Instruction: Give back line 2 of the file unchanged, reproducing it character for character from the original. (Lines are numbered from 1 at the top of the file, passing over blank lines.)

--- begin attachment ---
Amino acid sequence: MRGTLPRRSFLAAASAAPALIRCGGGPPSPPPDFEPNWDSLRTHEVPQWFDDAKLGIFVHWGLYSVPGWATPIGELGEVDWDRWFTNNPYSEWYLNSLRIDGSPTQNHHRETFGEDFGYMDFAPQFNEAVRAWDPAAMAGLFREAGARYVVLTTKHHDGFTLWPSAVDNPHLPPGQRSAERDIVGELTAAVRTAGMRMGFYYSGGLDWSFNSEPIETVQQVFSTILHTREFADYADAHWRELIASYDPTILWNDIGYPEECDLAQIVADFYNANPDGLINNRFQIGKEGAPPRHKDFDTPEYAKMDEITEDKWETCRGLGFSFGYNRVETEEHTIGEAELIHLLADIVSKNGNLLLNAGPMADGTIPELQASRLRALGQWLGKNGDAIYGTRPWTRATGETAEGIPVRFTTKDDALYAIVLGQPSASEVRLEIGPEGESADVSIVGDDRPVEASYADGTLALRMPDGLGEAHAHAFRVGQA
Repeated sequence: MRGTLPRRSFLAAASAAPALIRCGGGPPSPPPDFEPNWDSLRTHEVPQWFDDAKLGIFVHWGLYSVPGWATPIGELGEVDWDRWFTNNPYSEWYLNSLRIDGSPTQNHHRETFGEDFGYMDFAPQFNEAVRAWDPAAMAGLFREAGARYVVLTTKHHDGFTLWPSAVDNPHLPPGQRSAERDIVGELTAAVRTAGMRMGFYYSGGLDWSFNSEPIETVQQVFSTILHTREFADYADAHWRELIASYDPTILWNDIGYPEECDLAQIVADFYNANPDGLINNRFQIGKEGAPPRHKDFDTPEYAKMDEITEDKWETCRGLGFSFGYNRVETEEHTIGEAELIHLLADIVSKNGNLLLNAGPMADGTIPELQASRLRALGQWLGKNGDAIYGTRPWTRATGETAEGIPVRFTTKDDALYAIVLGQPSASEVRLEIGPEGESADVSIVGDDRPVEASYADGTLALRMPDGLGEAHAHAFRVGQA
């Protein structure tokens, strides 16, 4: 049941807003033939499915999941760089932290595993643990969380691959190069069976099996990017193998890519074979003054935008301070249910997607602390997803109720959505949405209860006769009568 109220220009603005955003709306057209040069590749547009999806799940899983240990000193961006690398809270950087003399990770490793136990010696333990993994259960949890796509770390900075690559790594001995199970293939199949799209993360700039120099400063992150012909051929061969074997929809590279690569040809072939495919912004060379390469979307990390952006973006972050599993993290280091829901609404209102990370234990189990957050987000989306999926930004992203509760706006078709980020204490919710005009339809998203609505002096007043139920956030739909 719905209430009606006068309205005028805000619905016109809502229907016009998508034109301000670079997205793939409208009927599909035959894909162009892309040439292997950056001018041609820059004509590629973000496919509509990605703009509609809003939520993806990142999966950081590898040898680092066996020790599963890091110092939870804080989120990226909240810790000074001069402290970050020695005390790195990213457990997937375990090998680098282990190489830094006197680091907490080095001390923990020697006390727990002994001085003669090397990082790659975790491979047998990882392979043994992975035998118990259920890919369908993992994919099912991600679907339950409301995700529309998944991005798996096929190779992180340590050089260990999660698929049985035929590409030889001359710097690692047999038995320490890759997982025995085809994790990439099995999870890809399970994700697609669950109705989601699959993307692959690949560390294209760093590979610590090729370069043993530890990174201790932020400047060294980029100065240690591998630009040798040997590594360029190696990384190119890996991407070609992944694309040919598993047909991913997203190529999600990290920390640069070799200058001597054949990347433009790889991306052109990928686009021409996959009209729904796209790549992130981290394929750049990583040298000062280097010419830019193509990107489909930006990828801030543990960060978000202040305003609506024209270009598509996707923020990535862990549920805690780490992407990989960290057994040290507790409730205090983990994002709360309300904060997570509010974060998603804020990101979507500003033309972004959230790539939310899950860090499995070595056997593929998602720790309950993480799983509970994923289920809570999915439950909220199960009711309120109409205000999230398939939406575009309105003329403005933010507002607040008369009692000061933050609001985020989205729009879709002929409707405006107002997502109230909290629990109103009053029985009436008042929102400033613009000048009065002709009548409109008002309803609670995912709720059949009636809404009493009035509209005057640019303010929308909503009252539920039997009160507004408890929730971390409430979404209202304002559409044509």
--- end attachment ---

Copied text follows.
Repeated sequence: MRGTLPRRSFLAAASAAPALIRCGGGPPSPPPDFEPNWDSLRTHEVPQWFDDAKLGIFVHWGLYSVPGWATPIGELGEVDWDRWFTNNPYSEWYLNSLRIDGSPTQNHHRETFGEDFGYMDFAPQFNEAVRAWDPAAMAGLFREAGARYVVLTTKHHDGFTLWPSAVDNPHLPPGQRSAERDIVGELTAAVRTAGMRMGFYYSGGLDWSFNSEPIETVQQVFSTILHTREFADYADAHWRELIASYDPTILWNDIGYPEECDLAQIVADFYNANPDGLINNRFQIGKEGAPPRHKDFDTPEYAKMDEITEDKWETCRGLGFSFGYNRVETEEHTIGEAELIHLLADIVSKNGNLLLNAGPMADGTIPELQASRLRALGQWLGKNGDAIYGTRPWTRATGETAEGIPVRFTTKDDALYAIVLGQPSASEVRLEIGPEGESADVSIVGDDRPVEASYADGTLALRMPDGLGEAHAHAFRVGQA